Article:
Dried fruits are shelf-stable forms of fresh fruits, which contain low water content. They represent a small but significant proportion of human diets in modern populations. Traditional dried fruits include prunes, pears, peaches, apples, dates, raisins, mulberries, figs, and apricots. The Middle East and North Africa region has the highest per capita dried fruit consumption (>30 kg per year) (5). In contrast, dried fruit consumption is low in Europe (5). For instance, per capita consumption of dried grapes is about 1.08 kg per year in Germany.1 Dried fruits are enriched in a variety of dietary fibers, and they are good sources of a number of micronutrients, including magnesium, potassium, iron, calcium, phosphorus, zinc, niacin, vitamin K, vitamin B6, vitamin E, and choline (6). In addition, dried fruits contain many bioactive compounds, including polyphenols, carotenoids, and flavonoids (6). Over the two past decades, experimental research and human clinical studies have reported beneficial effects of dried fruit intake on reducing inflammation, body weight, blood pressure, and glycated hemoglobin levels (711). In addition, dried fruits have been shown to exert anti-oxidative, anti-cancer, and anti-aging properties (5, 1215). However, it remains unclear whether dried fruit intake has a beneficial effect on low back pain. Mendelian randomization (MR) is a statistical method using single nucleotide polymorphisms (SNPs) as instruments for inferring causality between risk factors and a disease outcome. MR can greatly reduce the risk of confounding and reverse causation, which are shortcomings of conventional epidemiological studies (16). Recently, Jin et al. (17) used inverse variance weighted MR and weighted median methods to evaluate the causality between dried fruit intake and 11 site-specific cancers, finding that dried fruit intake had protective effects against some site-specific cancers such as breast cancer and lung cancer. In the present study, we aimed to analyze the potential causal effect of genetically predicted dried fruit intake on low back pain applying the MR framework.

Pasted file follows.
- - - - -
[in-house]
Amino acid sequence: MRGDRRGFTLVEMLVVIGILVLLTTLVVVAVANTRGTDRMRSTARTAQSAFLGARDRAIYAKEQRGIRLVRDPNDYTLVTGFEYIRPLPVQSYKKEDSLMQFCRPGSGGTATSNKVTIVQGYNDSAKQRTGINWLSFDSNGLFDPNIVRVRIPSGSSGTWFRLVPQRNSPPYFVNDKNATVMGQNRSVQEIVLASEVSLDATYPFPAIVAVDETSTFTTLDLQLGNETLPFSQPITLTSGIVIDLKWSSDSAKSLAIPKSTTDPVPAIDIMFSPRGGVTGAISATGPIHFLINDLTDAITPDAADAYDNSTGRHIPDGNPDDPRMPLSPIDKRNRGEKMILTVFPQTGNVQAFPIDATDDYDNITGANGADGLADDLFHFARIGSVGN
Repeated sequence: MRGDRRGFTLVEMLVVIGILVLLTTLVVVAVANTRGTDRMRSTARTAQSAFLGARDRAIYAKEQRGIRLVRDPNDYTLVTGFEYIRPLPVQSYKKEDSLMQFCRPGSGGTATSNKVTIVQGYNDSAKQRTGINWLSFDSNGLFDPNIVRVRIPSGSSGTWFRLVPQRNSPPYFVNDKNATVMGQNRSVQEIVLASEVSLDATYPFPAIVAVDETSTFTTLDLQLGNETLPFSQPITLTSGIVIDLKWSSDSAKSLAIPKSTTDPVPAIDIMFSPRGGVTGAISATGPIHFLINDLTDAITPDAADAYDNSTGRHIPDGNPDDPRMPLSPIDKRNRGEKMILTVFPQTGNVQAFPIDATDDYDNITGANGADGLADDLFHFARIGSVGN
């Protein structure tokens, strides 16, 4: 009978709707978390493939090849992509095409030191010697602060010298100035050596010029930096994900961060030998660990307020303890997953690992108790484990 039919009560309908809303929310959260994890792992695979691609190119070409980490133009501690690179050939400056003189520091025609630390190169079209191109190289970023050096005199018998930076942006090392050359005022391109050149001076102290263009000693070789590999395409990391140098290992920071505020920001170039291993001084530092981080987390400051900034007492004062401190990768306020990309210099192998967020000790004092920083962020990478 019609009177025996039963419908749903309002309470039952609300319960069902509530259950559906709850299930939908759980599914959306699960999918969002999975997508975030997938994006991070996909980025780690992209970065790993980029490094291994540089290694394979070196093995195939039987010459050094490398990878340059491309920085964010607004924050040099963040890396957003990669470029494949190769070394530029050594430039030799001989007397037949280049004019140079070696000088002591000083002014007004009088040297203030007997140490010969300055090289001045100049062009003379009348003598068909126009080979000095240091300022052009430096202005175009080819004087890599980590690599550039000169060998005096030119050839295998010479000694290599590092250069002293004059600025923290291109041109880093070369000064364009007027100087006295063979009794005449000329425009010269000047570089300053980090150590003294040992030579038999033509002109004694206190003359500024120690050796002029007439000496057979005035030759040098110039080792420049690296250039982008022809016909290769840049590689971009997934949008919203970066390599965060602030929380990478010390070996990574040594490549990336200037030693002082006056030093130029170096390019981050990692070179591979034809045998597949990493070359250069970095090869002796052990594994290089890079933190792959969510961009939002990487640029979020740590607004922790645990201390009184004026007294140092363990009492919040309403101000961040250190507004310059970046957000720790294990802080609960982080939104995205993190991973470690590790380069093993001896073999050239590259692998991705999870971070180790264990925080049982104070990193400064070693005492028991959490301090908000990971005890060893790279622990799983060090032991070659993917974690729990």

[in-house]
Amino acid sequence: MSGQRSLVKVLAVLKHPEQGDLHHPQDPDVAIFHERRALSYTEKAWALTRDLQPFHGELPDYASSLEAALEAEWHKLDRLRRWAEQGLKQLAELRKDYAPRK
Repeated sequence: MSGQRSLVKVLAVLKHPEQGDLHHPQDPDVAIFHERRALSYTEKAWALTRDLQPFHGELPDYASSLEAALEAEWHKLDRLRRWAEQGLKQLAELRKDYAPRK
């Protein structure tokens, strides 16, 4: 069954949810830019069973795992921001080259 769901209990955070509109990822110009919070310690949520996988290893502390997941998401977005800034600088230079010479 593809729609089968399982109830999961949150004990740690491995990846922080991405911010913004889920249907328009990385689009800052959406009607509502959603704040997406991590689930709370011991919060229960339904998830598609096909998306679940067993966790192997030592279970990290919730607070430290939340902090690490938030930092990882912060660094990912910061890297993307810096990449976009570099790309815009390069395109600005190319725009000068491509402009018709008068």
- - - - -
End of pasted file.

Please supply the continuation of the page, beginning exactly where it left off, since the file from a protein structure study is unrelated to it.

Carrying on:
Methods

Ethical approval

Our study was exempt from ethical approval, because we only analyzed publicly available summary-level data of genome-wide association studies (GWAS). All GWAS summary statistics used in our MR study were obtained from the IEU Open GWAS Project2 (18).

Genetic instruments